Spam Filters

If you send email campaigns for long enough, you’ll eventually run into spam-filter issues. Innocent email marketers who send permission-based emails to people who requested them still get spam filtered all the time. Unfortunately, there’s not a quick fix. However, understanding how spam filters work sure helps. Here are some examples and tips.

Bayesian Filtering

This is one of the most important spam filters to learn about, since it’s installed in so many email applications (Outlook, Mozilla Thunderbird, and Apple Mail, for example). Bayesian filters work by watching users classify email as junk (such as when they click a “this is spam” button). It reads the junk mail, compares it to other emails the readers called junk, and looks for common traits in the subject line, the content, the hyperlinks, the sender, and so on. Over time, Bayesian filters learn to scan for those traits in every email message. And every time they find something that looks spammy, they assign it a score. For instance, using “Click here!” might get you 0.7 points. Using bright red fonts might get you 2 points. Including the word “mortgage” might get you 1 point, while using the word “Viagra” might get you 5 points. Once an email exceeds some threshold (set by the user), the email is classified as spam and thrown into the junk folder. It’s amazing how many different things Bayesian filters look for.

Email Firewalls

Managing email servers—and incoming spam, viruses, and phishing attacks—can be a lot of work. So large corporations usually install email firewalls to handle their incoming email. (Google the terms “Barracuda Firewall” or “Postini” for some examples.) Think of them as spam filters on top of spam filters. They’re big, heavy-duty gatekeepers, and they’re not friendly at all. They often use a combination of Bayesian-style/adaptive filters, community reporting, blackhole lists, and a little bit of proprietary magic to keep spam out of the company. Most of the time, when your email’s not getting through to a larger company, it’s their firewall. You can think of these firewalls as kind of Xenophobic and paranoid. They’re all twitchy, and tend to ask questions like, “Okay, is this sender new to me? Why is he sending copies of the same, exact email, to a bunch of people in our company? Spammers do that kind of stuff. How long has their server been around? Can I really trust this sender?”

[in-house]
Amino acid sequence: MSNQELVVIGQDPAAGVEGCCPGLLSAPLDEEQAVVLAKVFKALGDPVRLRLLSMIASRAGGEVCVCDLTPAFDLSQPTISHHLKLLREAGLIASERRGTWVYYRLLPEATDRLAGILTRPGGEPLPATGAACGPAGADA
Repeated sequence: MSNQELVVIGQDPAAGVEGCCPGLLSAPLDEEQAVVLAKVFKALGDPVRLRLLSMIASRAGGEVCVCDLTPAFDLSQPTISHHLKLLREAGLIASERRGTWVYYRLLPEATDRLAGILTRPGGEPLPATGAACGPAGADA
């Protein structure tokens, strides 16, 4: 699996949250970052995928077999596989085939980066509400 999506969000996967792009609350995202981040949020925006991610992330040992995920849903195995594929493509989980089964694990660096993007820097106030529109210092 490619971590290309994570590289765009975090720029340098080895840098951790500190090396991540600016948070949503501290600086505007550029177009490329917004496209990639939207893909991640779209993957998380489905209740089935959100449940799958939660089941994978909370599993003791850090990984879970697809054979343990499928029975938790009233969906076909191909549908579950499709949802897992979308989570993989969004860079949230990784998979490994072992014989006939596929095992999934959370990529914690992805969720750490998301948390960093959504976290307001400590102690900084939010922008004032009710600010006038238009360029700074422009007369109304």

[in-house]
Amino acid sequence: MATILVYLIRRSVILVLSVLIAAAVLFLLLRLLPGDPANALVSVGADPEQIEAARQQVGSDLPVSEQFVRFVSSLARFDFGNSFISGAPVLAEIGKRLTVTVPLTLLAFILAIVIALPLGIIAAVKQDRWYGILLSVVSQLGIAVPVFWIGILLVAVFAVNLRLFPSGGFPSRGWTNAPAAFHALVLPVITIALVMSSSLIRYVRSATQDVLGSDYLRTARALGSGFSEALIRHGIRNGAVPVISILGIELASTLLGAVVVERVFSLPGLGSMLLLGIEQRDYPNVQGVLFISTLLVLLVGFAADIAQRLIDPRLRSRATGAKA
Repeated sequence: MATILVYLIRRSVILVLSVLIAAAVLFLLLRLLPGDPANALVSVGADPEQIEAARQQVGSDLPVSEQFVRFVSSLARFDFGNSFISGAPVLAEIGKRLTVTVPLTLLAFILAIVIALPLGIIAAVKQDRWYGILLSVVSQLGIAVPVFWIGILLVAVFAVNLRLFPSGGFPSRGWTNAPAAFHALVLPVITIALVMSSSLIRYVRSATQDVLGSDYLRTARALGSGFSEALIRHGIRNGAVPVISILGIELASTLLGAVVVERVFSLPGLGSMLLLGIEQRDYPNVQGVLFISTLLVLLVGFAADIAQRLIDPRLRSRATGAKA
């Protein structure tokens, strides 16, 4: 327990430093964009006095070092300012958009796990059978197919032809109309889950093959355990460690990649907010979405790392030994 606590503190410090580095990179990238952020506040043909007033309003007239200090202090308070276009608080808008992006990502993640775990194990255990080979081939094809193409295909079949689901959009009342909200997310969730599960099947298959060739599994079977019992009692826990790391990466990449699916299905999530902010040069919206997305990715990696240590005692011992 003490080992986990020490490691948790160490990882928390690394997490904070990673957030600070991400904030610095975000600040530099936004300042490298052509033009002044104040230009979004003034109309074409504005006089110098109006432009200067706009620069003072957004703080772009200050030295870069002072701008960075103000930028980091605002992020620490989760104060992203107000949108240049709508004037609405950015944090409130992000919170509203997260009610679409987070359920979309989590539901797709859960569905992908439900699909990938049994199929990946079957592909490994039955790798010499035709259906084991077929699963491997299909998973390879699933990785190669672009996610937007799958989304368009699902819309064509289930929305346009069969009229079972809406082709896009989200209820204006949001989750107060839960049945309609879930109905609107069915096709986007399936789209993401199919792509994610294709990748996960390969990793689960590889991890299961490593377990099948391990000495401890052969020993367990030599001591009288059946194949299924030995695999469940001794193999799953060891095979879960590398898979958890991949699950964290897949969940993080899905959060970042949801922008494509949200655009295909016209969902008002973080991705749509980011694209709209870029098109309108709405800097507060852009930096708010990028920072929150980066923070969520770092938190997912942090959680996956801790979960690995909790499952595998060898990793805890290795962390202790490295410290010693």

Spam firewalls are usually only a problem when you first start sending campaigns to a big client. You’ll experience some deliverability issues in the beginning, because you’re new. They’ll eventually learn to let you through, though. To expedite things, you may have to ask the IT people in charge of the firewall to whitelist your IP Addresses (or the IP address of your email service provider).

Challenge/Response Filters

These are more common among at-home recipients. When you send email to someone with a challenge/response filter, here’s what happens: If you’re not already in that person’s buddy list or address book, then you’re considered a stranger to him. And if you’re a stranger, you could be a spammer. So their challenge/response filter sends you an automatic reply with a question that you have to answer, or some link you have to click (this proves you’re a human, not a spambot).

Remember that you have to be whitelisted if you want your emails to get through. So when people fill out your opt-in forms on your website, ask them to “please add our email address to your address book.” Use your opt-in process as a way to set expectations and get whitelisted up front. Whenever you send a newsletter, make sure the reply-to address is valid, and that a human checks it after each campaign.

Tactics for Avoiding Spam Filters

Now you know how a lot of anti-spam systems work. You really have to think like a spam filter when you design your emails. Just like you think like a search engine when you design web pages. Spam filters read your emails and look for similarities with known spam. You don’t want to do things that’ll get you accidentally thrown into the junk folder.

Here, then, are some tips for avoiding spam filters:

  • Campaign metadata: Spam filters want to know that you’re acquainted with the person receiving the email. We recommend using merge tags to personalize the To: field of your campaign, sending through verified domains, and asking recipients to add you to their address book.
  • Your IP address: Some spam filters will flag a campaign if anyone with the same IP has sent spam in the past. When you send through Mailchimp, your email is delivered through our servers, so if one person sends spam, it could affect deliverability for our other users. That’s why we work vigilantly to keep our sending reputation intact, and it’s important that all users abide by our Terms of Use.
  • Coding in your campaign: Spam filters can be triggered by sloppy code, extra tags, or code pulled in from Microsoft Word. We recommend using one of our templates or working with a designer.
  • Content and formatting: Some spam filters will flag emails based on specific content or images they contain, but there’s not an all-encompassing set of best practices to follow or things you absolutely need to avoid. But, we do have a few recommendations.
    • Design your campaign to be clear, balanced, and to promote engagement from your subscribers.
    • Make sure your subscribers have opted-in to receiving your emails.
    • Be consistent. Try not to stray too far from the content and design that your audience already associates with your brand, website, or social media channels.
    • Test, test, test! Use A/B or Multivariate Testing to learn how changes to your content affects delivery and engagement.